Next, we tested the role of pheromone processing molecules in male legs in the generation of SMD behavior [61]. The knockdown of LUSH, an odorant-binding protein [62] in Gr5a-positive neurons, but not in Gr66a-positive neurons, led to the abolishment of SMD behavior (Fig 7A and 7B). SNMP1 is a member of the CD36-related protein family and functions as an important player for the rapid kinetics of pheromonal response in insects [63,64]. We found that the expression of Snmp1 on the snmp1 mutant background via the Gr5a-GAL4 driver, but not the Gr66a-GAL4 driver, could rescue SMD behavior (Fig 7C–7H), thus suggesting that the expression of the pheromone sensing proteins LUSH and Snmp1 in Gr5a-positive gustatory neurons is critical for generating SMD behavior. By using the genetic intersectional method, we found that the male antenna contains an abundance of snmp1-positive cells but did not find any Gr5a-positive or snmp1-positive cells (Fig 7I). Surprisingly, we found one cell that was both snmp1-positive and Gr5a-positive in the 2T of the male tarsus (Fig 7J). SMD behavior is disrupted by snmp1 knockdown utilizing Gr5a-GAL4 but not Gr66a-GAL4 (S7G–S7H Fig). Collectively, these data suggest that the expression of LUSH and SNMP1 in the male leg is crucial for sensory inputs for SMD behavior.

thumbnail

Fig 7. OBPs and snmp1 are involved in detecting the sensory inputs for SMD behavior.

(A-B) MD assays for GAL4 mediated knockdown of LUSH via UAS-lush-IR; UAS-dicer (lush-RNAi) using (A) Gr5a-GAL4 and (B) Gr66a-GAL4 drivers. (C-H) MD assays of snmp1 genetic rescue experiments. Genotypes are indicated below each graph. (I) Male antenna of flies expressing Gr5a-lexA and Snmp1-GAL4 drivers together with lexAOP-tdTomato and UAS-Stinger were imaged live under a fluorescent microscope. Scale bars represent 50 μm. (J) Male foreleg of flies expressing Gr5a-lexA and Snmp1-GAL4 drivers together with lexAOP-tdTomato and UAS-Stinger were imaged live under a fluorescent microscope. Yellow arrows indicate Gr5a-positive and Snmp1-positive neurons. Scale bars represent 50 μm.


https://doi.org/10.1371/journal.pgen.1010753.g007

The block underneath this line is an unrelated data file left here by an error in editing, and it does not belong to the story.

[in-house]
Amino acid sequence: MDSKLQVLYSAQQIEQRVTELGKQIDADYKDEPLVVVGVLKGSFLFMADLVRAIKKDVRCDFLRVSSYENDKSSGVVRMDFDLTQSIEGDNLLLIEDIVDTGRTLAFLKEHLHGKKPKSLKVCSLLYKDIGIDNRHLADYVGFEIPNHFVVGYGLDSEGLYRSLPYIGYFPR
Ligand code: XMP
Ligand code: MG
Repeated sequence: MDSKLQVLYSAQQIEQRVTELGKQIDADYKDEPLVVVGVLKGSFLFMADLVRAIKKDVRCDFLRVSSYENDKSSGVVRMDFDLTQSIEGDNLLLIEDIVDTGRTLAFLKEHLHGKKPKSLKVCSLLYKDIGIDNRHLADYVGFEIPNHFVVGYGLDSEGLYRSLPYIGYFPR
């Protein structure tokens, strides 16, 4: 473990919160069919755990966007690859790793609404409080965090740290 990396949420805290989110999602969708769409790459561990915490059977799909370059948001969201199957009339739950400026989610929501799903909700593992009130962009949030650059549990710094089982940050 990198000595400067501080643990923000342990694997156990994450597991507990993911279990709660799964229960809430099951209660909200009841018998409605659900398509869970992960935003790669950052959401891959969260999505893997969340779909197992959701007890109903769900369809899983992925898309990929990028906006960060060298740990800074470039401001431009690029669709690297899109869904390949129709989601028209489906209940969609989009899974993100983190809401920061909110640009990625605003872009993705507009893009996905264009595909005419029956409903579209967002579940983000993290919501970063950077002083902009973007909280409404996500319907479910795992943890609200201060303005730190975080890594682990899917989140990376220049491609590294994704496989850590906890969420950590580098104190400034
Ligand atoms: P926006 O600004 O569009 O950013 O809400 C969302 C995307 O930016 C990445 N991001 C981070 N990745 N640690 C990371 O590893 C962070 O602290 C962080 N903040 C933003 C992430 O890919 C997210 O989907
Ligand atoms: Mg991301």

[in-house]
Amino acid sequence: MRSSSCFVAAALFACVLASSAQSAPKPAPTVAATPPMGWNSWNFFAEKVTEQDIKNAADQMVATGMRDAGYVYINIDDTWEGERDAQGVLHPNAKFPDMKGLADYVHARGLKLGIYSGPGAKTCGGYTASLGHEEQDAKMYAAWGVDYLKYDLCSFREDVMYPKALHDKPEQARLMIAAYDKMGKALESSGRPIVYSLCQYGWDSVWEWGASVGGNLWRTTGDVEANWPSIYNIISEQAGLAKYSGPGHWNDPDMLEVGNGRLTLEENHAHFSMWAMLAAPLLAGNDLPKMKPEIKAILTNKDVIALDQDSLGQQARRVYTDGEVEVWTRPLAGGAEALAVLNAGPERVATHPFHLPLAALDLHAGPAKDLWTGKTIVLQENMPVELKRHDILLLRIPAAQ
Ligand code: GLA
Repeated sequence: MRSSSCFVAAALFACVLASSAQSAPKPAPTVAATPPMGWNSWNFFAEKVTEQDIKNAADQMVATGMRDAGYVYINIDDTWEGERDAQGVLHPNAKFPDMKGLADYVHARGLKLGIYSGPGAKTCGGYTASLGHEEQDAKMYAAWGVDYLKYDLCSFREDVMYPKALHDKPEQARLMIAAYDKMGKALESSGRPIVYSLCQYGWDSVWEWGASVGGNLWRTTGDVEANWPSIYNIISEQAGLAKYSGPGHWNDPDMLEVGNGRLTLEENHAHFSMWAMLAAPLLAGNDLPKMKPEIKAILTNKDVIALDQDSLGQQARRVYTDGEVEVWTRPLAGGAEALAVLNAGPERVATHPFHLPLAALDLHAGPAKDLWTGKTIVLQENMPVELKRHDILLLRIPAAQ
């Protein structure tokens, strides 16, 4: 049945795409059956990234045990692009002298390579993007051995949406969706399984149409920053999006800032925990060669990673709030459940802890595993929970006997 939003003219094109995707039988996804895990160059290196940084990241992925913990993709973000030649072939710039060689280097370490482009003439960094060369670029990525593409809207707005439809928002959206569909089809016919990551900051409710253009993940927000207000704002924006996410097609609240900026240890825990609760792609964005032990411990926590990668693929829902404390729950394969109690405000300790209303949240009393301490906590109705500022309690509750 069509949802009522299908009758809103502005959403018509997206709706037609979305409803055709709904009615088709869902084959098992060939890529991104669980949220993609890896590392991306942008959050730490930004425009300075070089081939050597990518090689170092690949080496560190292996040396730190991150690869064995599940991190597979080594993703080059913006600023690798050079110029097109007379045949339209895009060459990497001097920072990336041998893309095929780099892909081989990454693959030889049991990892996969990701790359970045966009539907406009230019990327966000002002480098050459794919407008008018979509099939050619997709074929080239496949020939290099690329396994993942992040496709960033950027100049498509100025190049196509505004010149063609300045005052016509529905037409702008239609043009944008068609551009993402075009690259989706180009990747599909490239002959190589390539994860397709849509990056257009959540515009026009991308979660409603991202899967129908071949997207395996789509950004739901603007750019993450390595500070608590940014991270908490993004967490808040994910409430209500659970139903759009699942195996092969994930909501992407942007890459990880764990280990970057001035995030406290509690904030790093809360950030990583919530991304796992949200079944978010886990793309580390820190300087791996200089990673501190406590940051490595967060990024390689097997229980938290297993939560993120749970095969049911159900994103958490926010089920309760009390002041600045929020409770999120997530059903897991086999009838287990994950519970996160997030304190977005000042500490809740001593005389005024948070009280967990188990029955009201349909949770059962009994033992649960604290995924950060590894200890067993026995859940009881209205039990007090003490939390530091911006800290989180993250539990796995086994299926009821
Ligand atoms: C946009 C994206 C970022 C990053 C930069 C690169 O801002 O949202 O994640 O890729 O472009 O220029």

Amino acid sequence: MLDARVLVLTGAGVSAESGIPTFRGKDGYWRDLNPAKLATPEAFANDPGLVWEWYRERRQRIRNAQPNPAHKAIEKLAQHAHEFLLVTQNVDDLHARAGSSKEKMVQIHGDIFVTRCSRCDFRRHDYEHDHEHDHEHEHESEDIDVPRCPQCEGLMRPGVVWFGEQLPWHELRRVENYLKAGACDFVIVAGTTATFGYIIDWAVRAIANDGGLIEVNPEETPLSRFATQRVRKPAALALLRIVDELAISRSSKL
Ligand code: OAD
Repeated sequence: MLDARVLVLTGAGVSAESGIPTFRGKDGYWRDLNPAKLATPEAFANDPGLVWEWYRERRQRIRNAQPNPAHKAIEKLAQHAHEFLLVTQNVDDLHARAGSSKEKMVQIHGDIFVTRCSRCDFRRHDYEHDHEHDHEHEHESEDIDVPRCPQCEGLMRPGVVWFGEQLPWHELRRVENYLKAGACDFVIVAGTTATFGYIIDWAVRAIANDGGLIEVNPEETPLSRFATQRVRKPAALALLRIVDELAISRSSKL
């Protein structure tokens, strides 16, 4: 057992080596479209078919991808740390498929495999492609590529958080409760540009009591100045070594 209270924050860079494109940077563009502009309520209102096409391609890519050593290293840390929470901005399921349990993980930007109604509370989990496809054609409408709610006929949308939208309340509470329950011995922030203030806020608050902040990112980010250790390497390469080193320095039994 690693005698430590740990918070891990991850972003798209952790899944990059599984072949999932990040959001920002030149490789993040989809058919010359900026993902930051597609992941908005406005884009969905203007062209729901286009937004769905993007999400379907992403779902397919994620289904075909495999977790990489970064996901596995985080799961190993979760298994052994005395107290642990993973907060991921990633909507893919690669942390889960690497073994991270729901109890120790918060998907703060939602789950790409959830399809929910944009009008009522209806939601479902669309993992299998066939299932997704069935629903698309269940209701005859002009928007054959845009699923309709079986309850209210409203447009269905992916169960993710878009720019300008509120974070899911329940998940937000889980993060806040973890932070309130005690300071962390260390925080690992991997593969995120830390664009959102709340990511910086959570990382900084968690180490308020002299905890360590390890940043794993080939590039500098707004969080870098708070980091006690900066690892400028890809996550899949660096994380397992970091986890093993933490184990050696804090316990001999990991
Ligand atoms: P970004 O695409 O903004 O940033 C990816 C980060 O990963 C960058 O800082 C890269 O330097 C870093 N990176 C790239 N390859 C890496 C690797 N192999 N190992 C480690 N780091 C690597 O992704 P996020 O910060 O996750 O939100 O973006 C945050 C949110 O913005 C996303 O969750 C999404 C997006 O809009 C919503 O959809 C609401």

Next, we tested the importance of degenerin/epithelia Na+ channels (DEG/ENaC), ppk23, ppk25 and ppk29 in the excitability of pheromone-sensing cells [65,66]. By using RNAi-mediated knockdown experiments, we found that ppk25 and ppk29, but not ppk23, are crucial for generating SMD behavior in Gr5a-positive cells but not Gr66a-positive cells (Figs 8A–8F and, S8A–S8C). By using the genetic intersectional method, we found that ppk25 was co-expressed with Gr5a in 5T of the male foreleg and 4T of the midleg (Fig 8G). We also found that ppk29 was co-expressed with Gr5a in 2T and 4T of the male foreleg (Fig 8H). However, we did not detect any cells that co-expressed ppk23 and Gr5a in the legs of males (S8D Fig). Of the Deg/ENaC sodium channel family, ppk28 is reported to be expressed in gustatory neurons and is known to mediate the detection of water taste [67]. By using RNAi-mediated knockdown experiments, we found that ppk28 is dispensable for SMD behavior in Gr5a-positive neurons (S8H–S8J Fig). These data suggest that ppk25/ppk29, but not ppk23/ppk28, are crucial for pheromonal detection in the induction of SMD behavior in Gr5a-positive leg neurons in males.

thumbnail

Fig 8. The DEG/ENaC channels ppk25 and ppk29 are crucial for detecting the sensory inputs for inducing SMD behavior.

(A-B) MD assays for GAL4 mediated knockdown of PPK23 via ppk23-RNAi using (A) Gr5a-GAL4 and (B) Gr66a-GAL4 drivers. (C-D) MD assays for GAL4 mediated knockdown of PPK25 via ppk25-RNAi using (C) Gr5a-GAL4 and (D) Gr66a-GAL4 drivers. (E-F) MD assays for GAL4 mediated knockdown of PPK29 via ppk29-RNAi using (E) Gr5a-GAL4 and (F) Gr66a-GAL4 drivers. (G) Male foreleg (upper panels), midleg (middle panels) and hindleg (bottom panels) of flies expressing Gr5a-lexA and ppk25-GAL4 drivers together with lexAOP-tdTomato and UAS-Stinger were imaged live under a fluorescent microscope. Yellow arrows indicate Gr5a-positive and ppk25-positive neurons. Scale bars represent 50 μm. (H) Male foreleg (upper panels), midleg (middle panels) and hindleg (bottom panels) of flies expressing Gr5a-lexA and ppk29-GAL4 drivers together with lexAOP-tdTomato and UAS-Stinger were imaged live under a fluorescent microscope. Yellow arrows indicate Gr5a-positive neurons and Gr64f-positive neurons. Scale bars represent 50 μm.


https://doi.org/10.1371/journal.pgen.1010753.g008